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Pa. lawmakers aim to write ACA provisions into state law

By , - Last modified: January 8, 2019 at 9:34 AM

Two state representatives from Allegheny County are proposing that Pennsylvania put into law benefit guarantees enacted under the Affordable Care Act even as a court ruling found the Obama-era act unconstitutional.

In an effort to preserve a range of health benefits guaranteed under the Affordable Care Act, Reps. Anthony DeLuca (D-Allegheny) and Dan Frankel (D-Allegheny) sent a memorandum to fellow House members asking for co-sponsors on legislation that would make the federal act’s benefits state law.

The memorandum argues that if the ACA is rolled back nationwide as a result of the recent ruling, Pennsylvanians may not be able to get coverage for health care services that are covered now under the law.

“This decision could also lead to more inadequate health policies appearing on the market that provide very little coverage when someone needs it the most,” the memorandum states.

A U.S. District Court judge found the ACA unconstitutional this month after Congress repealed the act’s individual mandate imposing a penalty on people without insurance. Pennsylvania officials announced soon after the ruling that Pennsylvanians will not see a change in their insurance over the next year and that changes will only take effect in the state if the ruling were to make it past the appeals process and be found unconstitutional by the Supreme Court.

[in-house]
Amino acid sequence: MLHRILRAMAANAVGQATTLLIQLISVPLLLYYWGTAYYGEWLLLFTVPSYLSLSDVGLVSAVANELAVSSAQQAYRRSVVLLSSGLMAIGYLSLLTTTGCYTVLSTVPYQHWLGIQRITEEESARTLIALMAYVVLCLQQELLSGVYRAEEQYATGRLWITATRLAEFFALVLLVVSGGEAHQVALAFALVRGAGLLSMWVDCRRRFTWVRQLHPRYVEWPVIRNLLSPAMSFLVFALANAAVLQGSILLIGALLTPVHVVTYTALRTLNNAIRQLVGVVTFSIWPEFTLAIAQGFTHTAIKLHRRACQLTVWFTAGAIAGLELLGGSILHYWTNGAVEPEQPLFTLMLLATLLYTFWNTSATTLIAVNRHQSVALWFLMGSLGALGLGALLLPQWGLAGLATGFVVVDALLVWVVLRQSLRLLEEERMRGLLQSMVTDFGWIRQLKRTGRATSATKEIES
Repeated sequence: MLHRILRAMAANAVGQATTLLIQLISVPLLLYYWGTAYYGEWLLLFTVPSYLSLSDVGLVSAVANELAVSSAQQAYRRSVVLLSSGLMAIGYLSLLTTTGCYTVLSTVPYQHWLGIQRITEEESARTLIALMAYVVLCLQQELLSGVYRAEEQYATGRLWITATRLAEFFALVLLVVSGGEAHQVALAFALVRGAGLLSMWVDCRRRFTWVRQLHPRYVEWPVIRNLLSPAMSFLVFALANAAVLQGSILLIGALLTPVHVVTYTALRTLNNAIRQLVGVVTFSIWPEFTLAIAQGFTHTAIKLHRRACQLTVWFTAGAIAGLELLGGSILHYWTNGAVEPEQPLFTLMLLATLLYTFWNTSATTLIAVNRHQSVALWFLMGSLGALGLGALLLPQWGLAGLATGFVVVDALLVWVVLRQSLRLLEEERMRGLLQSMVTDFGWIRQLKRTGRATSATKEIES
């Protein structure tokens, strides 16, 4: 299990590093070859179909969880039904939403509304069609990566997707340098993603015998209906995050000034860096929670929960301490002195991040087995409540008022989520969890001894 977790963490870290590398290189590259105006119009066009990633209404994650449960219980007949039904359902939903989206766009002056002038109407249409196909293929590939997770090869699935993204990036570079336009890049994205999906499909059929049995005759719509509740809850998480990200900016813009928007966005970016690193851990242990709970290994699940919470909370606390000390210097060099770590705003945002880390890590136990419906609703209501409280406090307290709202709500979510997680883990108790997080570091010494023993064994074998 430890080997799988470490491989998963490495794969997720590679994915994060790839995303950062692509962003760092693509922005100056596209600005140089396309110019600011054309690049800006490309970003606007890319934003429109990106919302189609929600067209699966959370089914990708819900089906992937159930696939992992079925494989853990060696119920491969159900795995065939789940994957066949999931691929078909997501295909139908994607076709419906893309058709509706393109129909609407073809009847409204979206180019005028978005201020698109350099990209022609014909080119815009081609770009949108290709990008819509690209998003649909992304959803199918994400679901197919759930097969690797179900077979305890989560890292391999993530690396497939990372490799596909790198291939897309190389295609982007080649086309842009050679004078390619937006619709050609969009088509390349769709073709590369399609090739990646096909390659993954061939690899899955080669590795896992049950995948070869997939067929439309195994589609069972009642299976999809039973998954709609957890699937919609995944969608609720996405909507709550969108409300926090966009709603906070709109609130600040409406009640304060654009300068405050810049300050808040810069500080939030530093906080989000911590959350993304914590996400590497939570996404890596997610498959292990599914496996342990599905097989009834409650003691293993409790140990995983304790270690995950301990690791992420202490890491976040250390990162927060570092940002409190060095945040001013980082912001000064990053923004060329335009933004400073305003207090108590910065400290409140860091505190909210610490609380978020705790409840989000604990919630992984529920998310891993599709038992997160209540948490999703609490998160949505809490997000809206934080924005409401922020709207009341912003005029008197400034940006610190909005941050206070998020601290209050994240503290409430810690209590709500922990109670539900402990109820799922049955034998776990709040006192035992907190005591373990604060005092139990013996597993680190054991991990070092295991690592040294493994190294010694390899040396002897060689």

Frankel and DeLuca suggest that health benefits guaranteed under the act be written into state law so that patients can’t be denied coverage they received through the ACA.

Those health benefits include: ambulatory patient services, emergency services, hospitalization, maternity and newborn care, mental health services, prescription drugs, rehabilitation and habilitation services, preventive and wellness services, pediatric services, and laboratory services.

“It’s important that we let people know that these benefits will be available in the foreseeable future and that this isn’t something that can be vaporized by the federal court decision,” Frankel said.

Frankel said he and DeLuca expect bipartisan support for the effort, as representatives from both parties have shown concern about where health care will be going in 2019. In the coming months, the representatives also hope to take a bill to Gov. Tom Wolf for his support.

“We will certainly sit down with the administration and talk about these issues,” Frankel said. “My sense is that the administration would be supportive of this. (The bill is) consistent with where the governor’s priorities are.”

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